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Palau Weekend Report

Koror, Palau, Micronesia (Oceania Television Network, Oct. 29, 2010)

Happy Halloween!



TRO granted in the case of Asanuma vs. Chin

On October 27, Associate Justice Alexandra Foster issued a Temporary Restraining Order against Miriam Chin and the alleged new board. The TRO was filed after Chin allegedly tried to occupy Red Cross office earlier this week as she was reportedly reinstated by the new board that was elected through a special general membership meeting last week. The alleged new board disclosed in a press release that a resolution was unanimously adopted to terminate the board membership headed by Santy Asanuma. However, Associate Justice Foster stated in the order that Red Cross cannot operate under the condition where staff is afraid to come to work, does not know who is in charge and fears for their job security. Until further order of the court, the defendants, Miriam Chin, Camsek Chin, Father John Paul Ililau, Norbert Yano, Adora Nobuo, Maria Rehuher and their officers, agents, employees, trial counselors, attorneys and those in active concert with them are barred from claiming publicly or privately that they represent Red Cross. A preliminary injunction was set on Thursday October 28th. We will continue to follow the story and update our viewers.

Palau declares marine mammalís sanctuary at biodiversity conference

The Republic of Palau, through Minister of Natural Resources, Environment and Tourism Harry R. Fritz declared the entire economic zone as marine mammal sanctuary during Oceanís day at the 10th Convention to Parties on biological diversity . OTV sat down with Honorable President Johnson Toribiong to find out the importance of preserving, conserving and protecting marine mammals.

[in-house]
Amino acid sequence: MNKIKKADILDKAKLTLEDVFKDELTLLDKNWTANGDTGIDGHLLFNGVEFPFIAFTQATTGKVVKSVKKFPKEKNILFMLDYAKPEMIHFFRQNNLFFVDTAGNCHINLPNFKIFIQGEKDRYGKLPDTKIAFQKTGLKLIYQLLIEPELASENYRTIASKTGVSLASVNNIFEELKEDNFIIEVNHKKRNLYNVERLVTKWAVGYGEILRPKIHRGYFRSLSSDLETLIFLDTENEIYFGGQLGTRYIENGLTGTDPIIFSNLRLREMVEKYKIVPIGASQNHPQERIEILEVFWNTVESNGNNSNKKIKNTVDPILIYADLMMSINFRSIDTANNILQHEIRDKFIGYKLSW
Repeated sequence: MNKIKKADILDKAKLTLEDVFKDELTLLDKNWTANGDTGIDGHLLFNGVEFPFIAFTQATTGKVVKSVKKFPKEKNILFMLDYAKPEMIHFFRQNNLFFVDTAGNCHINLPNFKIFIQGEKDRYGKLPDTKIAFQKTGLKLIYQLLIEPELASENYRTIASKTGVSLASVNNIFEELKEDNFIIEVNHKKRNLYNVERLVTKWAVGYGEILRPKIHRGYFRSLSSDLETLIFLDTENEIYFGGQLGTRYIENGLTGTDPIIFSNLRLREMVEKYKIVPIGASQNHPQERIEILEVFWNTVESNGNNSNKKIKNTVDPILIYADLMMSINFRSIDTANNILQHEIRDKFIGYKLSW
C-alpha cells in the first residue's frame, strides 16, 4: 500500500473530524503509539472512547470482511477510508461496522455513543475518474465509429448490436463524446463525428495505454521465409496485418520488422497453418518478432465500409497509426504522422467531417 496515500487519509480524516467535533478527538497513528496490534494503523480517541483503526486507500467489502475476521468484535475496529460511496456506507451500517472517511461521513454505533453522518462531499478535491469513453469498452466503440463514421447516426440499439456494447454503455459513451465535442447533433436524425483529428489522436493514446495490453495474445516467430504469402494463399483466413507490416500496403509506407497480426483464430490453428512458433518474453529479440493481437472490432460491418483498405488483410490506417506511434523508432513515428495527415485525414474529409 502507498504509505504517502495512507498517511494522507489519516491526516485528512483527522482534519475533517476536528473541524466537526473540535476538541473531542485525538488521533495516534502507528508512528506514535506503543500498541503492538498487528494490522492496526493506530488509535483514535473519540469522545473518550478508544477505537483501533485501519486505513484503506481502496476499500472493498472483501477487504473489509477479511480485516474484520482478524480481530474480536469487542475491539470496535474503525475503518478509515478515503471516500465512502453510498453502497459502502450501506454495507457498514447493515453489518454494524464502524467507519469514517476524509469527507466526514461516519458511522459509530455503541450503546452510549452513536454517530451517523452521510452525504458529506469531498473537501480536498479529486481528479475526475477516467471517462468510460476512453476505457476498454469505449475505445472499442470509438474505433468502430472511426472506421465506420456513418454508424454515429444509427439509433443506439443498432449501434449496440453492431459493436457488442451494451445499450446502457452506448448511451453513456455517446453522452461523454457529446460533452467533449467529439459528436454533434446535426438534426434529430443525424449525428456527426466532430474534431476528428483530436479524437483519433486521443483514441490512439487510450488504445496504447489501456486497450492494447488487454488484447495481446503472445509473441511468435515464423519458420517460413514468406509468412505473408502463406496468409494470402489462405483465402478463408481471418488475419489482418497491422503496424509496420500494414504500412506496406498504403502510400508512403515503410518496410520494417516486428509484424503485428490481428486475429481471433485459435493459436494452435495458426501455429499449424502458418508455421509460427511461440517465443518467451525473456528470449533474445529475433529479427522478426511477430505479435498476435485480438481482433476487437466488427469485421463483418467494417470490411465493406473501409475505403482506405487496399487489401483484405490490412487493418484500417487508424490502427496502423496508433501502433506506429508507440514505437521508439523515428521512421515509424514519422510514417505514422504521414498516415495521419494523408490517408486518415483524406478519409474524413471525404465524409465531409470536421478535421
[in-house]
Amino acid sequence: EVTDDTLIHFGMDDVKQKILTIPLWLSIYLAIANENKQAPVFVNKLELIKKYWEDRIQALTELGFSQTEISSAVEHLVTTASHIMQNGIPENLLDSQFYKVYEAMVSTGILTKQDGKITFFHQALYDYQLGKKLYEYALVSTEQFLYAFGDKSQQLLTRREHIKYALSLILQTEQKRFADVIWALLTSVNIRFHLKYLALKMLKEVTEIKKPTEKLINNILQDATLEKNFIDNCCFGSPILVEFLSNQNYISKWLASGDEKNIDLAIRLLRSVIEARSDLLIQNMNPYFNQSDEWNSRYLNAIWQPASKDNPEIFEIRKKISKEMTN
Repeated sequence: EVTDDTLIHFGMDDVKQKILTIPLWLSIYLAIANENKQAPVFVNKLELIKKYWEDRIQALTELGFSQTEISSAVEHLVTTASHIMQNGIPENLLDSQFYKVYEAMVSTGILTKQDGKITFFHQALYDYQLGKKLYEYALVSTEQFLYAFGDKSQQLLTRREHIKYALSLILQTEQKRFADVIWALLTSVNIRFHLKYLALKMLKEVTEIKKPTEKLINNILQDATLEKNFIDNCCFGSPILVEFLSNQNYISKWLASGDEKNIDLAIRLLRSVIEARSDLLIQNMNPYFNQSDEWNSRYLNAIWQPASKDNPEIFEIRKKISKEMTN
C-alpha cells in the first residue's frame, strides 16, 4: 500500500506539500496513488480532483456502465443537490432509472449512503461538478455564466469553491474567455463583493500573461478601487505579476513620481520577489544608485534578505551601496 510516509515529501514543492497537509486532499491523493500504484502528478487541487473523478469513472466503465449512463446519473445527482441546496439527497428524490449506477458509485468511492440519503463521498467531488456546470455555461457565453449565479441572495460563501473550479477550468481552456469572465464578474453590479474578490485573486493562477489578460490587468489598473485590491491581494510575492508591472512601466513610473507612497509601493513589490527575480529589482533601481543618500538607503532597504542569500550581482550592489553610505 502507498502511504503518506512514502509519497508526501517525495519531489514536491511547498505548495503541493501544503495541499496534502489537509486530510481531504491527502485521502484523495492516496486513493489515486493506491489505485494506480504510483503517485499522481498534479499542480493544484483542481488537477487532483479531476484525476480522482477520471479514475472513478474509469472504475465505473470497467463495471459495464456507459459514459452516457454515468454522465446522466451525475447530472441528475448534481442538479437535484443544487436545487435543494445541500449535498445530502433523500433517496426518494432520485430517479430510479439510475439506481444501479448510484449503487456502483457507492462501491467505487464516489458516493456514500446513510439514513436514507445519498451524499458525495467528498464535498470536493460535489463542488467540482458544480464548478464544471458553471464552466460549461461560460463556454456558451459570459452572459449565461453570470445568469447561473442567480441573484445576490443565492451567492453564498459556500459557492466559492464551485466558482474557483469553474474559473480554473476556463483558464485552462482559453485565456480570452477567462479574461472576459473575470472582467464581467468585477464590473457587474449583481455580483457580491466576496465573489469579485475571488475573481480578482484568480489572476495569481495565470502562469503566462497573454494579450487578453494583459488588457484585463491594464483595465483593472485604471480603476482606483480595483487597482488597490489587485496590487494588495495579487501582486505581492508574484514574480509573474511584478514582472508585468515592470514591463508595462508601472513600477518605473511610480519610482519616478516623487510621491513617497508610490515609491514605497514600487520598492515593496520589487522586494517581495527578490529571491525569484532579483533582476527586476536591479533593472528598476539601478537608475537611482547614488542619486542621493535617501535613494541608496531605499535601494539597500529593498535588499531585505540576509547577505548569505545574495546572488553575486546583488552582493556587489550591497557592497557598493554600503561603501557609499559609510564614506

Senate appoints news legislative counsel

During their last session, the Senate of the eight Olbiil Era Kelulau appointed attorney Ryan Zinchefsky as the new Senate Legislative Counsel. Zinchenfsky's appointment was formalized and passed unanimously in the Senate earlier this week. Zinchenfsky attended the University of Rochester in New York where he graduated with a BA in political science and history. He then attended the University of the Pacific, McGeorge School of Law where he conferred his JD degree. He is a member of both the California bar and the San Francisco Bar Association. Prior to his appointment, Zinchefsky worked as Deputy Public Defender at the San Francisco public defender's office. As the legislative counsel, he will act as the Senate's legal counsel. Other responsibilities will also include the drafting of bills and resolutions.

Bill proposed to extend term of line of credit

President Johnson Toribiong has proposed a bill on the current extension of the term of line of credit from its current year to five years. The national government, according to the President is unable to utilize the current law due to the fact by the end of the fiscal year payment on all draw downs must be paid in full. The law authorizes the President to negotiate for and obtain a revolving line of credit with a lender for a yearís period in the maximum amount of $3 million. Under the bill, the President also proposed that all payments on all draw down must be current on or before October 1st when the new fiscal year begins.

Bill to require vehicle owner to get insurance

A bill has been introduced in the Senate by Senator Hokkons Baules to require all motor vehicle owners to obtain vehicle insurance. Under the proposed Motor Vehicle Insurance Act of 2010, every owner of a motor vehicle shall be required to obtain and maintain motor vehicle insurance before it is able to be used on the public roads. In addition, the insurance policy must insure up to $30,000 for injuries or death and up to $5,000 for damage of property as a result of the accident. According to Senator Baules, failure to carry motor vehicle insurance has left the victims of traffic accident to burden the finances of the accident rather than the person at fault. The bill is assigned to the Senate committee on ways and means for review.